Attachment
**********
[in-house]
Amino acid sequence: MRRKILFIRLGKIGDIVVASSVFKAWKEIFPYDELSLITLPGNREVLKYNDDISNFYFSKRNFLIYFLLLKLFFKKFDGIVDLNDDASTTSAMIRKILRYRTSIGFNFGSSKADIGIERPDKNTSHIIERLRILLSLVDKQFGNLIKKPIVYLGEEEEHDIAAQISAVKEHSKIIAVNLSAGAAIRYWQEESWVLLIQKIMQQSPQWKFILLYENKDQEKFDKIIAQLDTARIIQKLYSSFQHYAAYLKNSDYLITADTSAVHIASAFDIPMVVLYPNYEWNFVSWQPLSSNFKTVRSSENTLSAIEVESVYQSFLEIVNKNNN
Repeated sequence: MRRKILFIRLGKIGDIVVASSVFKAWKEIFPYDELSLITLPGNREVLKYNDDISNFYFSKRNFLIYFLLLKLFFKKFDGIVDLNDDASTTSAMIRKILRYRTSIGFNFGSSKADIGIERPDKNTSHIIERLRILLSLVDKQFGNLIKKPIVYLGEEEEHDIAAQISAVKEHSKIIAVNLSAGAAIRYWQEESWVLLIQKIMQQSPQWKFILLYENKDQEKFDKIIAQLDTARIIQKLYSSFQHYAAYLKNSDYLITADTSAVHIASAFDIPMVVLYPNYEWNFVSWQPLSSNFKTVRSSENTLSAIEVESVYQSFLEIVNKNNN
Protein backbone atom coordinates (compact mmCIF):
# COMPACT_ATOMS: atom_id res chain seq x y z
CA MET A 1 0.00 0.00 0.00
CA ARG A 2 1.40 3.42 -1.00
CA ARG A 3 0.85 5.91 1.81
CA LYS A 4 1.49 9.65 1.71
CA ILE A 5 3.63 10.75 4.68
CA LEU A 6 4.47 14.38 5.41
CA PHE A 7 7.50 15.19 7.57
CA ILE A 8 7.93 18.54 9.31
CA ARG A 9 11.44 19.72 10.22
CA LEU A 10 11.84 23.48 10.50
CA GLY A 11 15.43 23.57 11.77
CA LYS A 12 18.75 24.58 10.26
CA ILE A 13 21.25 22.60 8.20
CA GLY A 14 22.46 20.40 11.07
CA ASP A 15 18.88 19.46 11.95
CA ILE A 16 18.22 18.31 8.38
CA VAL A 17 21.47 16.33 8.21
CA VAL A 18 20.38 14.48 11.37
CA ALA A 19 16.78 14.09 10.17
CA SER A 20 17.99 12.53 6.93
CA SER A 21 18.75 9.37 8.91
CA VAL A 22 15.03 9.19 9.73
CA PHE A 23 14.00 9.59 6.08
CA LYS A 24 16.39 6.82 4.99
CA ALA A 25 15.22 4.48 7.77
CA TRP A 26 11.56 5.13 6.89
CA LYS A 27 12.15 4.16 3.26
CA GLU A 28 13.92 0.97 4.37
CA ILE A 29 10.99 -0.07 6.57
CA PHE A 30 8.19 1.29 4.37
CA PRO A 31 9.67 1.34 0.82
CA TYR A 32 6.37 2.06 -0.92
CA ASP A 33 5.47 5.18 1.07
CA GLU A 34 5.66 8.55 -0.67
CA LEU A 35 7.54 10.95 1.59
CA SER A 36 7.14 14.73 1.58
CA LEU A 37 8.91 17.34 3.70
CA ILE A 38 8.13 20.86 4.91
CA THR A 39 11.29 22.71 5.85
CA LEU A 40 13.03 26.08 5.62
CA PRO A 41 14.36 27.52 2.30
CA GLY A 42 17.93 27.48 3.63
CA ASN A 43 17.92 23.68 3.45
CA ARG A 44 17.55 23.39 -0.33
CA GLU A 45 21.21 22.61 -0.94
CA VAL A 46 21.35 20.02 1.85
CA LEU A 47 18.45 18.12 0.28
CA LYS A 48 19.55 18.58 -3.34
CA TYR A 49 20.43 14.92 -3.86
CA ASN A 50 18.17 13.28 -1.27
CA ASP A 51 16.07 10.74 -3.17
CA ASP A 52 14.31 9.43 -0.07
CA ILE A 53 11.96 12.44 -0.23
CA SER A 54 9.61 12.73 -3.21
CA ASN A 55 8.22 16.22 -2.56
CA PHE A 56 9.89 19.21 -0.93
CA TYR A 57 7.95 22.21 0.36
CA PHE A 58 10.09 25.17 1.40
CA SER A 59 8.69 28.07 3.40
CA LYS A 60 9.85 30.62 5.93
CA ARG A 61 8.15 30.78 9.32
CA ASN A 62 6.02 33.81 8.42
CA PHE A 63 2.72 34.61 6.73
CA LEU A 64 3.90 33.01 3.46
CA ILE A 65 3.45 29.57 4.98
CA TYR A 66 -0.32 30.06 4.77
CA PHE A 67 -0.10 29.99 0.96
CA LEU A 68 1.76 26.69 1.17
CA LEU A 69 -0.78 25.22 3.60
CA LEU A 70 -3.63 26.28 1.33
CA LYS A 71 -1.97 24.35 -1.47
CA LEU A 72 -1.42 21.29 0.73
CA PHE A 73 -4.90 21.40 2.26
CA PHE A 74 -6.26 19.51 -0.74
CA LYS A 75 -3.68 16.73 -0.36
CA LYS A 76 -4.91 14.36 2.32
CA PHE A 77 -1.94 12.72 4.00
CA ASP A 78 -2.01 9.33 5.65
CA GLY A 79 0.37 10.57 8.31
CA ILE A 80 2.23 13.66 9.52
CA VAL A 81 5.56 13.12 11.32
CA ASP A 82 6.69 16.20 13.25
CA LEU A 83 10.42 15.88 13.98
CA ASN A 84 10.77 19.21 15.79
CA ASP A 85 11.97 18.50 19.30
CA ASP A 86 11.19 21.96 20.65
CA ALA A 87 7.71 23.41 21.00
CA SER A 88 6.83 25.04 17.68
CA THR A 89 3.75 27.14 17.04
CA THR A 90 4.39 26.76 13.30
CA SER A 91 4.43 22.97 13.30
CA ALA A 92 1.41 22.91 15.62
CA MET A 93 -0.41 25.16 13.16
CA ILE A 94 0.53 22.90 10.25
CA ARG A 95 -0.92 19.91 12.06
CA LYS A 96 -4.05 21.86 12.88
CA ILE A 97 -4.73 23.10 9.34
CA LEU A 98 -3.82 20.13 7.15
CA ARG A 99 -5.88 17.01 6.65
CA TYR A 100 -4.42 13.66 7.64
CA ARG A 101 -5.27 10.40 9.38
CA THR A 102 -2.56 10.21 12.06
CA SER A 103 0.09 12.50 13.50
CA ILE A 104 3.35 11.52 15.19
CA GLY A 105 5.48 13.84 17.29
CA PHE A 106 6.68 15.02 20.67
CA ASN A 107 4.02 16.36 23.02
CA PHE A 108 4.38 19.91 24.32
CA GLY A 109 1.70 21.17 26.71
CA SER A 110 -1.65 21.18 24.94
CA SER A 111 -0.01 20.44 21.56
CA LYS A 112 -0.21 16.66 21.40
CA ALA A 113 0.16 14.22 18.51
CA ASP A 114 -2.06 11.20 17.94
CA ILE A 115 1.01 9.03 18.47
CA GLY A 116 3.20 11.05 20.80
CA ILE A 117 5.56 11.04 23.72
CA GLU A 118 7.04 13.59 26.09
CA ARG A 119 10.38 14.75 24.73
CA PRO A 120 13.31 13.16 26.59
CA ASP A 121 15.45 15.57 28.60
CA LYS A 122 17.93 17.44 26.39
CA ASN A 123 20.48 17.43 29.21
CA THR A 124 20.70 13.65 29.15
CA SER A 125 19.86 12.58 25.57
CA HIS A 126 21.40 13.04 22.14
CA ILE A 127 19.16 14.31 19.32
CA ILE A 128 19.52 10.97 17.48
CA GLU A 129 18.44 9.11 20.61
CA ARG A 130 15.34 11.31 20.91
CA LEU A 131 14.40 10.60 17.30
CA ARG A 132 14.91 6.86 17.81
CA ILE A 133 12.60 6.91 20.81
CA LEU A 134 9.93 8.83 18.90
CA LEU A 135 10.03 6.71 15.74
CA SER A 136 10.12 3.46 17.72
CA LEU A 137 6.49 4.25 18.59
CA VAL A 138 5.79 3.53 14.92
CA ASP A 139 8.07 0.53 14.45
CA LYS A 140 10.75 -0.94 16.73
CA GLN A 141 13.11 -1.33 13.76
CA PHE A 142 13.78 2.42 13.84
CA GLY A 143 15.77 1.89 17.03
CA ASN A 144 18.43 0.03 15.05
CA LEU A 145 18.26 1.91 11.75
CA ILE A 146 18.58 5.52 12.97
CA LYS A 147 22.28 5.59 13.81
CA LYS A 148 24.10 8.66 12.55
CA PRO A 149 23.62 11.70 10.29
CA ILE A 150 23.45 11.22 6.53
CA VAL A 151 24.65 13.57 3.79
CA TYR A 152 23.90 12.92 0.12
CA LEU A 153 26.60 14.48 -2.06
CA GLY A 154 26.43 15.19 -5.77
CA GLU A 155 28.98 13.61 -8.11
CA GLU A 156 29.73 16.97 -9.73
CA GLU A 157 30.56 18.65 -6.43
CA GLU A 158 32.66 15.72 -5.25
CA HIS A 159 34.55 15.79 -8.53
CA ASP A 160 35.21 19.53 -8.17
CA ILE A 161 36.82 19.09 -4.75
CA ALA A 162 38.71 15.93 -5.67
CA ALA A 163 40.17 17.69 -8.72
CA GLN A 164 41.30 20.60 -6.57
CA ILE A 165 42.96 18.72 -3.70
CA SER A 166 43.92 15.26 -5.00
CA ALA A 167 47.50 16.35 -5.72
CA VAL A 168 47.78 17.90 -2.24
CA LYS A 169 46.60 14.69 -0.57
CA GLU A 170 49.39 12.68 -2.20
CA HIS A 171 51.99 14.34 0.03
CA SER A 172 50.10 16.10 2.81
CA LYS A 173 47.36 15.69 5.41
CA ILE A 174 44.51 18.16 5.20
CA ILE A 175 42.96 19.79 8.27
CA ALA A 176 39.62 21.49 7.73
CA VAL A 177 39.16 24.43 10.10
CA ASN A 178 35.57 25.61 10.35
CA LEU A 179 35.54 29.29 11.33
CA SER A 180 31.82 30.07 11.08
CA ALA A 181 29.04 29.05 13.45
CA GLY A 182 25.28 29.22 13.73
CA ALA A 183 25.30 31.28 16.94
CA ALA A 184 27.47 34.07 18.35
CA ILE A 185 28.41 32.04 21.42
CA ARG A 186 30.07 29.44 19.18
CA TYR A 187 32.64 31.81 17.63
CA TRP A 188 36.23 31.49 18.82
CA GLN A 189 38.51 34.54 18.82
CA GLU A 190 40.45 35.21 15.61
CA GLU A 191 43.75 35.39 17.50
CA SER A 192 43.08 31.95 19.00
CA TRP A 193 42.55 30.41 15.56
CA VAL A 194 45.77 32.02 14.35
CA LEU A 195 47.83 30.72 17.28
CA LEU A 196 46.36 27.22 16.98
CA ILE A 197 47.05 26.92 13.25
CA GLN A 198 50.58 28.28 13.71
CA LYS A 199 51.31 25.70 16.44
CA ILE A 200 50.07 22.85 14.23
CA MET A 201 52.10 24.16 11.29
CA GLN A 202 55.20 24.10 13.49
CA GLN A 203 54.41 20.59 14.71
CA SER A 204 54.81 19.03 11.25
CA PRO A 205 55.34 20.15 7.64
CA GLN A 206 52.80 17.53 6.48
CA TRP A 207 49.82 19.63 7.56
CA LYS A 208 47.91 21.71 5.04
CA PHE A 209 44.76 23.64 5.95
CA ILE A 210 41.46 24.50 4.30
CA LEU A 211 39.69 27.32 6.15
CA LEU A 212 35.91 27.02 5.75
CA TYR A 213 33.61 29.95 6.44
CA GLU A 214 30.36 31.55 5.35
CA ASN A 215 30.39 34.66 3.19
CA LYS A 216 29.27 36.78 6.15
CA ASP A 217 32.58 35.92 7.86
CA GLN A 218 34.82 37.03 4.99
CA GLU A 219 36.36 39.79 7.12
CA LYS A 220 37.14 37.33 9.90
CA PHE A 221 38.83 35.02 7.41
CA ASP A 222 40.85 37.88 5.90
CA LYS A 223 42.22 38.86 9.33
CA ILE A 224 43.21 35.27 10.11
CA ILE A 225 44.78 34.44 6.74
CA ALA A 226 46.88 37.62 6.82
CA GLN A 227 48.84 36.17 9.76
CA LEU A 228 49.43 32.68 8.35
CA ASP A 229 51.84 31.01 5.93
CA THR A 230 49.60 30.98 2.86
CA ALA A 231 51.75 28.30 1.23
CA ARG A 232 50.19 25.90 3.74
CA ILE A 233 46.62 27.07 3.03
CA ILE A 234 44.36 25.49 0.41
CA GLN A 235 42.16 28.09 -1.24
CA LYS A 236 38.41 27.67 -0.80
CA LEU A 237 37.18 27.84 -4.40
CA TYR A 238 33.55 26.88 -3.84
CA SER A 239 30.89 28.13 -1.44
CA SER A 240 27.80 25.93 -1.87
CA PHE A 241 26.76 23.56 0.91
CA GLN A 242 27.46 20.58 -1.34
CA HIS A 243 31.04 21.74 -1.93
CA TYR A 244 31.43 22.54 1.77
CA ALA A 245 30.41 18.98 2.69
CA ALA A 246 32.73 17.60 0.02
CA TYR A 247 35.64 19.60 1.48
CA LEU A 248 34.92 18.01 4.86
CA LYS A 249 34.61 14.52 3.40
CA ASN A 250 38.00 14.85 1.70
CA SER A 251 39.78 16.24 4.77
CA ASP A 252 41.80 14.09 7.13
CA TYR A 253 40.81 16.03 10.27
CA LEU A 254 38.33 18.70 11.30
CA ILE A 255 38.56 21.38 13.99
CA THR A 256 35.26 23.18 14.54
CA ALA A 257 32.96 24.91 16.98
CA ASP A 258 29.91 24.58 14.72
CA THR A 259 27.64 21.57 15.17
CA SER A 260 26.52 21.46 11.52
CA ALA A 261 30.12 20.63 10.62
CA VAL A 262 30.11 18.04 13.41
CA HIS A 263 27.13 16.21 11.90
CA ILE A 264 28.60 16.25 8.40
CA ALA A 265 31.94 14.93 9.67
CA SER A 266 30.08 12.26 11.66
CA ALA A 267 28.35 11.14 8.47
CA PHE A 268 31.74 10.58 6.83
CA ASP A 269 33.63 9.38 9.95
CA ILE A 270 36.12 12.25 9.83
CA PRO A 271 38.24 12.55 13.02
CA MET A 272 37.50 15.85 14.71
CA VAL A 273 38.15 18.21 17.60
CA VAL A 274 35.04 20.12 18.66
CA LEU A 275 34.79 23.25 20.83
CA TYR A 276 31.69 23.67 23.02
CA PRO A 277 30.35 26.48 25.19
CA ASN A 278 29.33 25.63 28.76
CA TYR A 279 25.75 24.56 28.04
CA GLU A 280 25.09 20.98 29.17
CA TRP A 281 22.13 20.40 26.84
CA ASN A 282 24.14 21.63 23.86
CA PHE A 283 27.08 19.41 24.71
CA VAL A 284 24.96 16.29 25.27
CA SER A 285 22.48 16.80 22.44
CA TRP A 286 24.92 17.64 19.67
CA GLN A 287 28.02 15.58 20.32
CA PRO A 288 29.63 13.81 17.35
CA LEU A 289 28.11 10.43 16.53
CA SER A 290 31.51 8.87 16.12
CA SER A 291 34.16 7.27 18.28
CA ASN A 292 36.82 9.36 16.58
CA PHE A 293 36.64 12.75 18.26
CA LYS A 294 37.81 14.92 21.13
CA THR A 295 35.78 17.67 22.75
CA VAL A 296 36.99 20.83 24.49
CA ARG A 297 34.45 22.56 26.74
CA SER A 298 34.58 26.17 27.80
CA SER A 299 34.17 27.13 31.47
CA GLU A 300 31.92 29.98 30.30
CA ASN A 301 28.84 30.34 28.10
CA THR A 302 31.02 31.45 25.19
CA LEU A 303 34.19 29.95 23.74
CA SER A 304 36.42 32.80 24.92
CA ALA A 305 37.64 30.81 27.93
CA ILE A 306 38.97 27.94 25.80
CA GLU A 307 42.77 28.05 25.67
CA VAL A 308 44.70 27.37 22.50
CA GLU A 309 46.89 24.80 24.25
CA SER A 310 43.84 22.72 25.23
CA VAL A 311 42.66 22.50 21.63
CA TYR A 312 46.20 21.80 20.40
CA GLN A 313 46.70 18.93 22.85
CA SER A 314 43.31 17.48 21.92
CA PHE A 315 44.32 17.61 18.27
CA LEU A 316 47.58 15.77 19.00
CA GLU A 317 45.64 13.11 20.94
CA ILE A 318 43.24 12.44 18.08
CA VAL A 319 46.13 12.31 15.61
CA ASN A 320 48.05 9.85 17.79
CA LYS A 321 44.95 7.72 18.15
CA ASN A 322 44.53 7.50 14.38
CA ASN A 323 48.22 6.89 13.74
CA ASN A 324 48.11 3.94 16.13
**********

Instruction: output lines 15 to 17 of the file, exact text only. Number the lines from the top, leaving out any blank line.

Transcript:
CA LEU A 10 11.84 23.48 10.50
CA GLY A 11 15.43 23.57 11.77
CA LYS A 12 18.75 24.58 10.26